Ideas: Monetary union – the European time bomb
22 July 2011
France and Germany have successfully staved off a meltdown of the eurozone once again. But a monetary union that locks member states into a one size fits all economic policy is a disaster waiting to happen, argues a British columnist.
At last, a real crisis. The Franco-German salvage operation for the eurozone was inevitable for the simple reason that Armageddon never happens. Nicolas Sarkozy and Angela Merkel patched together yet another "temporary" bail-out for the Greeks, and will do so for the Portuguese and Irish if need be. German taxpayers will pay the Greeks' bills and aid Europe's banks as they continue to profit from 20% interest on their sovereign loans. Power always wins, so long as it can get someone else to pay.
A more intriguing crisis erupts in Britain. The chancellor, George Osborne, showed impressive cynicism in abandoning his opposition to a "two-speed" Europe and demanding that the eurozone move swiftly to fiscal union – with Britain firmly outside. Only such a union, he said, would discipline the debtor nations and thus avoid bank anarchy that would spill over into the British economy. Britain would have no part in any rescue, but it relied on the eurozone to continue on its path to ever closer union.
Cynical Osborne may be, but he is right in his historical analysis. The latest Greek bailout is the moment when continental Europe finds itself forced to transmogrify from a loose federation into a brittle unitary state. If European politics starts to implode and return to xenophobia, manned borders, ethnic cleansings and trade boycotts, that start is now. This is a true turning point.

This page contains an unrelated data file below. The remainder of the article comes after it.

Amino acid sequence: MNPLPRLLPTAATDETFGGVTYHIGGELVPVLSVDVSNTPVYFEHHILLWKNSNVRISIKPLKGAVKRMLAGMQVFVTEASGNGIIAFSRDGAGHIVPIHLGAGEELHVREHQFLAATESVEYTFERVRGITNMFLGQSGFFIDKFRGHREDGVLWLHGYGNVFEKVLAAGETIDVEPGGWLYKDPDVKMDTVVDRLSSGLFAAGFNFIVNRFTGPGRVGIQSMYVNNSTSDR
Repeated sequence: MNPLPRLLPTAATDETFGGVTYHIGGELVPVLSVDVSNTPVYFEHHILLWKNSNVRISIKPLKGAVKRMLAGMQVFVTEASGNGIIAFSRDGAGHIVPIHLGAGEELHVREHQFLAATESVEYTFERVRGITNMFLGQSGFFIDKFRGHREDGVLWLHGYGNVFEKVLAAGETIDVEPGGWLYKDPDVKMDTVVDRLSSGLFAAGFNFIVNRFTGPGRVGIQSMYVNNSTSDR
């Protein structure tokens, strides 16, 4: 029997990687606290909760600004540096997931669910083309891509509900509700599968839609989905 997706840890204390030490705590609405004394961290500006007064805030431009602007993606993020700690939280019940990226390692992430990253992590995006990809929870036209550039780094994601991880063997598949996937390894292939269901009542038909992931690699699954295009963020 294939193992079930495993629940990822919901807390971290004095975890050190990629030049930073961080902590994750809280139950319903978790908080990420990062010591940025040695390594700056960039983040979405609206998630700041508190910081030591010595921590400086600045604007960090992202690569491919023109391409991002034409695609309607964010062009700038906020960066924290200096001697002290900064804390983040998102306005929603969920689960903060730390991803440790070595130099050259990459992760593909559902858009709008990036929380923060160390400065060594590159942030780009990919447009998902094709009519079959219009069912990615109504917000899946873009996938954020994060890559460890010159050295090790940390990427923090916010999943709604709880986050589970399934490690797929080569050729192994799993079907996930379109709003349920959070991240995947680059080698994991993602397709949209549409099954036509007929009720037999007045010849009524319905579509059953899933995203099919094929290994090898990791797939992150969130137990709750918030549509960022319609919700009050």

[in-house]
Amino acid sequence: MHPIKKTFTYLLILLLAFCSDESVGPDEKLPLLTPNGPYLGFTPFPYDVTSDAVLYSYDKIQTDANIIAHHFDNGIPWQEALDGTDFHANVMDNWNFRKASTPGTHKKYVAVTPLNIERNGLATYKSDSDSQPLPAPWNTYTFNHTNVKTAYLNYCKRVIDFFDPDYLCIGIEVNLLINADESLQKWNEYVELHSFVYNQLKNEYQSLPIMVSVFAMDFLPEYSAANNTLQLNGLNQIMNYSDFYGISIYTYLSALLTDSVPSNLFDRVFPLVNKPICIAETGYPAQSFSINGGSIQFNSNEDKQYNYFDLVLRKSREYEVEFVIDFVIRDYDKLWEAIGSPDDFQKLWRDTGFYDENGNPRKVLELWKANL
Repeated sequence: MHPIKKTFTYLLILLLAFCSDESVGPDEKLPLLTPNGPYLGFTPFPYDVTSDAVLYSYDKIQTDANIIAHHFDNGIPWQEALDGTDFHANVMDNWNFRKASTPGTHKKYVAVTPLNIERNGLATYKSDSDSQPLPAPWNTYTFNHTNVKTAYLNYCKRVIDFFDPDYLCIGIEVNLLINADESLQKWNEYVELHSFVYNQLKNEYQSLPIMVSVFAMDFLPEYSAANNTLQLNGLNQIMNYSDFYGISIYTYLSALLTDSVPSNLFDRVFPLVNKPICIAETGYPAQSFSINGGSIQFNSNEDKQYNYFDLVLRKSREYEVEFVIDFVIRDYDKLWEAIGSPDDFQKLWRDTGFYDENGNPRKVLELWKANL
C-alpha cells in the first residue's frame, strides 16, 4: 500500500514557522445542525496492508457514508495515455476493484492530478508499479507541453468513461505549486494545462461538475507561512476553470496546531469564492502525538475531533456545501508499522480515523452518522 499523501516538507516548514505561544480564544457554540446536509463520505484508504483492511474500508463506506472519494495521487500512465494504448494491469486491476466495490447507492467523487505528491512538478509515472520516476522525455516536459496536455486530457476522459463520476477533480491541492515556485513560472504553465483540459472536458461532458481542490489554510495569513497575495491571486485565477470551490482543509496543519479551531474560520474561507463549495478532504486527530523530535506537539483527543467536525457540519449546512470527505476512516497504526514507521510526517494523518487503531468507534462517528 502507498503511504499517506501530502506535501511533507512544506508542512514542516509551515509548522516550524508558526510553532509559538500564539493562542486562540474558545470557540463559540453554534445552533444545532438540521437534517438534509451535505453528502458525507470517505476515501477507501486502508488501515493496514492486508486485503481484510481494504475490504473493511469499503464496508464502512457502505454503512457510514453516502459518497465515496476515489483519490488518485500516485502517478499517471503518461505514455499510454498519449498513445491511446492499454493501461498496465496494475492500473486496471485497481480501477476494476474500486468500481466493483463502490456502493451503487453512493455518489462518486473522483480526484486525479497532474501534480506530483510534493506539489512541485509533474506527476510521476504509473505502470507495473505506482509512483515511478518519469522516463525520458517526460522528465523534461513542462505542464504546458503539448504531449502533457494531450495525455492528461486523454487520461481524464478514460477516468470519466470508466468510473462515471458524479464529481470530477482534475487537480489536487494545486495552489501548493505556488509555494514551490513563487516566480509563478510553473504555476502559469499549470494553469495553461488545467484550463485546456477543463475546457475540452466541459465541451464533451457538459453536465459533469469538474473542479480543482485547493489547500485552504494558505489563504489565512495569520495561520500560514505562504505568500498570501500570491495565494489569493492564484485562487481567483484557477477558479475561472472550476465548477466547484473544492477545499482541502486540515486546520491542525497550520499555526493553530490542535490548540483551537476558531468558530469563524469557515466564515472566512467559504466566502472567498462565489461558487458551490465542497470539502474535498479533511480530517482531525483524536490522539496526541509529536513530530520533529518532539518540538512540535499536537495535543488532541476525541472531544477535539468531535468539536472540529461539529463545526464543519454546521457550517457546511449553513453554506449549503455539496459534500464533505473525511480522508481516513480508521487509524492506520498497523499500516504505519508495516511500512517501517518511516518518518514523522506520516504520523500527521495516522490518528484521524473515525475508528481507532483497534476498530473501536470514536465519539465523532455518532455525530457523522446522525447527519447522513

From the earliest days of European union after the second world war, such a point was the greatest danger. As long as national currencies could move flexibly in a climate of free trade, Europe's extraordinarily diverse political economy could enjoy a "variable geometry". The safety valve of devaluation allowed countries to adjust over time. Their distinctive autonomies and political cultures could survive.
That safety valve is now turning off. Huge subsidies must flow from high-performing to low-performing countries within the eurozone to pay government bills, support projects and finance sovereign debts. In their wake come bureaucratic intervention and fiscal discipline. This means harmonised taxes, harmonised enforcement, harmonised regulation and harmonised government, only distantly accountable to electorates. Once monetary union was introduced, back in 1999, the rest had to follow. Read full article in the Guardian...